If not used properly, electricity can cause electrical shock and burns to you and your employees. It can also create fires and explosions that destroy property. All electrical installations should be performed by licensed electricians to the standards of the National Electric Code. The following information may help your organization address some common electrical hazards.
Exposed wiring is one of the most common electrical hazards, and in many cases it is the easiest to correct. Areas to check for exposed wiring include:
Electrical Distribution Panels
The Occupational Safety and Health Administration (OSHA) recommends taking the following actions:
Extension cords are used in almost every organization to temporarily power items such as fans, power tools and lighting fixtures. Consider the following when using extension cords:
Inspect all extension, tool and appliance cords on a regular basis for damaged insulation, exposed wiring and damaged plugs. Cords with missing ground prongs should be repaired or replaced as soon as possible to maintain proper grounding.
Additionally, three-prong to two-prong adapters should not be used to connect a three-wire, grounded electrical device to a non-grounded circuit. If you use two-prong extension cords in your facility, they should be removed and replaced with grounded three-prong extension cords as soon as possible.
Power Strips and Surge Protectors
Power strips and surge protectors are commonly used to provide electricity to multiple pieces of equipment from one electrical outlet. While very handy, these devices can be serious electrical hazards if not used properly. If power strips or surge protectors are present in your facility, follow the guidelines:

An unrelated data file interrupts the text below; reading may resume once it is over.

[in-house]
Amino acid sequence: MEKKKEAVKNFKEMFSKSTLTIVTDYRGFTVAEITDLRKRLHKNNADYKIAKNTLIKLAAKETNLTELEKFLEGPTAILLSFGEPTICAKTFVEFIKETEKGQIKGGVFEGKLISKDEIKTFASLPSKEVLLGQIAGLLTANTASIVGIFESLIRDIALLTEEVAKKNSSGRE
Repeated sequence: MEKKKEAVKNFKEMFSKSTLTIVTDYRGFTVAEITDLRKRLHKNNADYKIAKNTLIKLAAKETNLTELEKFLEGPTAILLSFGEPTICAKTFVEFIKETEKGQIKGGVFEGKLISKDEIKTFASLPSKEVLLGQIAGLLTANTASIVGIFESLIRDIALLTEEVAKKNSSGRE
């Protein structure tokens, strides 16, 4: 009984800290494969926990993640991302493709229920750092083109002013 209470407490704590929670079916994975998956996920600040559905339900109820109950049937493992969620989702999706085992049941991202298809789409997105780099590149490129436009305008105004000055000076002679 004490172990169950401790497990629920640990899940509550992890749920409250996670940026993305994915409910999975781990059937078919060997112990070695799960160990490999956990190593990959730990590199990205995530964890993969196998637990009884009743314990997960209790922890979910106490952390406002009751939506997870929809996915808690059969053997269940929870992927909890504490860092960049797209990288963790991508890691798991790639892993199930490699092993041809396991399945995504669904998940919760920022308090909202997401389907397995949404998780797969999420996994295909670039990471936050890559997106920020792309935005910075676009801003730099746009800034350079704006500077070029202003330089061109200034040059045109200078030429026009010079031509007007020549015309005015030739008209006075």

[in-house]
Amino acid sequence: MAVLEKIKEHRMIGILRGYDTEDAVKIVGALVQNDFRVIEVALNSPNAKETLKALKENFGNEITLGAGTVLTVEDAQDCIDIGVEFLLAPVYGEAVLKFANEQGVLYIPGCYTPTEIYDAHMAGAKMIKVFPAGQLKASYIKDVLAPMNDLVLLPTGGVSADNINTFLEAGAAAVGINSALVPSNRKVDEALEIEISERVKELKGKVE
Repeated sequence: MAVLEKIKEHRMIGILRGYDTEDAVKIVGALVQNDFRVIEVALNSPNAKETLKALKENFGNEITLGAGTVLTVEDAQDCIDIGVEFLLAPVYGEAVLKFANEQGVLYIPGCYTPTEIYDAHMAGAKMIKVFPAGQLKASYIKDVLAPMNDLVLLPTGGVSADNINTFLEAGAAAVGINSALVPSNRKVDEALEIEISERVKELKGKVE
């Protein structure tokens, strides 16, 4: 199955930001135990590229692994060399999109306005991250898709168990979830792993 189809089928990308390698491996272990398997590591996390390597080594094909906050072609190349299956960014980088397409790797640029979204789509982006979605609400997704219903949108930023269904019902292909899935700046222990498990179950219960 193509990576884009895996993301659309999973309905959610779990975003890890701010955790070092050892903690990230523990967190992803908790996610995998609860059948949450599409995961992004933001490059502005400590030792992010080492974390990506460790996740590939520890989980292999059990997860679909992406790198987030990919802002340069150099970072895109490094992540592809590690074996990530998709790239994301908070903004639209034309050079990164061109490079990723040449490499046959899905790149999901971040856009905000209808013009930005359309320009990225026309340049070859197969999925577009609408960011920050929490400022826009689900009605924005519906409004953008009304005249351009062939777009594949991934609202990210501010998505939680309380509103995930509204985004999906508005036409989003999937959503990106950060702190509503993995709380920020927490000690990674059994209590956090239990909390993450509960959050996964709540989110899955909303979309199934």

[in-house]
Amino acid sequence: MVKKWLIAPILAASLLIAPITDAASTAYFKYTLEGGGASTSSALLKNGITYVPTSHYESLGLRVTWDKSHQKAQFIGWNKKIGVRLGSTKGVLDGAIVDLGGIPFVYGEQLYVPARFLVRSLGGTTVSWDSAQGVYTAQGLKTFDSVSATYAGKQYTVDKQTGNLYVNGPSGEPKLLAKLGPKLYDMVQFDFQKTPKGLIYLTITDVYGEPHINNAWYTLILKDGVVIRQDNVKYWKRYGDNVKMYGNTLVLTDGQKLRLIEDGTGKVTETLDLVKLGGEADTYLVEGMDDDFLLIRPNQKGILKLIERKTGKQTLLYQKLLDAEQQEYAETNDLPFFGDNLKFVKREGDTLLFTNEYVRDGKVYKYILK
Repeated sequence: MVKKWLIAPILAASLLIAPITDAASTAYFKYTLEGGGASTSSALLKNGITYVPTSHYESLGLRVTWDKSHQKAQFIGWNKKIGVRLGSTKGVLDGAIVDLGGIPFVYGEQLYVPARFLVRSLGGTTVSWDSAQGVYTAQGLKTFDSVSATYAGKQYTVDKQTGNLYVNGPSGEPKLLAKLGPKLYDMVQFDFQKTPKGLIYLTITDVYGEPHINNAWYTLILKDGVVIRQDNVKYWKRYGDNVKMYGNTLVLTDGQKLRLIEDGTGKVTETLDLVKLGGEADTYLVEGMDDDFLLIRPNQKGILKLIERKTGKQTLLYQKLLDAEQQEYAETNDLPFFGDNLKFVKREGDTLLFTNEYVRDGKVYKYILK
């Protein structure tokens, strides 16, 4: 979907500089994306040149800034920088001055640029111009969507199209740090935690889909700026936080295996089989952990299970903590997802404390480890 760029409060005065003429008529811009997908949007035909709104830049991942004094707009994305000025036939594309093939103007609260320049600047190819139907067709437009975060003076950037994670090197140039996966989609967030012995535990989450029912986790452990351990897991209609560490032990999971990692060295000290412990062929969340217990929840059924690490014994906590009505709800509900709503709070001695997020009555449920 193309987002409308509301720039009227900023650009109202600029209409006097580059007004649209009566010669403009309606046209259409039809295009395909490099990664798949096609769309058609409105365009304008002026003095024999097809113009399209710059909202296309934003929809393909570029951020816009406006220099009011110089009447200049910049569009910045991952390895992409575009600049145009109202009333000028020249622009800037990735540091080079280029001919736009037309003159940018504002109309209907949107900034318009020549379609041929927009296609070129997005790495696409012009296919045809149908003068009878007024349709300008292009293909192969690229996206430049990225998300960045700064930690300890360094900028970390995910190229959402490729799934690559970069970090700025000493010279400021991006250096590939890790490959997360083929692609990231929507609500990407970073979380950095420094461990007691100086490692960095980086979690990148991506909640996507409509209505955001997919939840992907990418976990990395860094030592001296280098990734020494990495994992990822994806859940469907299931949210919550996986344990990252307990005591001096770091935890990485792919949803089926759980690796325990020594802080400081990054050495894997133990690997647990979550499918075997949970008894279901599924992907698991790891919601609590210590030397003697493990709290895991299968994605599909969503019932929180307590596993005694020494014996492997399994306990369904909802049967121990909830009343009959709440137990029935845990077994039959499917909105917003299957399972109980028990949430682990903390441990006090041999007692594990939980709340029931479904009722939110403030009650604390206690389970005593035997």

Lockout / Tagout Program
When working with electricity, it is important to understand the principles of a proper lockout/tagout program. Lockout/tagout is a system to prevent the release of energy or operation of machinery or equipment. The system also warns other employees that equipment is being worked on.
According to OSHA regulations, lockout/tagout should be used whenever an employee is required to remove or bypass a guard or other safety device or is required to place any part of his or her body in the "point of operation" of the machine or where an associated danger zone exists during the machine's operating cycle. Lockout and tagout should always be performed together. While a lockout-only system is generally effective, a tagout-only system does not provide the maximum protection for employees and contractors.
Basics of Arc flash
Arc flash is a term used to describe an electrical explosion caused by an arcing fault. The electrical explosion results in a thermal, pressure and sound wave that can cause extensive equipment damage, severe injury and death.
A recent claim involved an arc flash incident on a high school campus. The arc flash occurred at a 100-amp, 480 volt fused disconnect switch during troubleshooting activities. Personnel were injured, the campus lost power for the day and equipment repair costs totaled approximately $140,000. If appropriate safety and maintenance practices had been followed, this incident may have been avoided.
What is an Arcing Fault?
An arcing fault is caused by the breakdown of insulating material (usually air in low voltage systems) between energized components and the ground. Arc fault current is usually low. Therefore, protective devices, such as fuses and circuit breakers, take a protracted period of time to open to stop the fault. The arcing fault continues until the arc flash occurs.
Electrocution vs. Arc Flash
Arc flash is not the same as electrocution. Electrocution occurs when a person comes in contact with an energized component. Electrocution can cause significant injuries and death, but typically will not cause extensive equipment damage. Since there is a significant amount of awareness concerning electrocution, people are careful to follow all safety procedures and use safety equipment when around energized equipment. Arc flash is a recently recognized electrical hazard. The National Fire Protection Association (NFPA) 70E, fifth edition, was one of the first standards to specifically address arc flash hazards. It was published in 1995.
Industry awareness of arc flash hazards, arc flash mitigation techniques and safety standards are continuing to evolve.
Arc Flash Factors
It is important to recognize that arc flash can happen on low voltage and high voltage systems. The following factors determine the extent of the hazard:
These factors should be evaluated in an arc flash study. The results of an arc flash study aid in the establishment of flash protection boundaries, selection of personal protective equipment (PPE) and selection of arc flash hazard labels.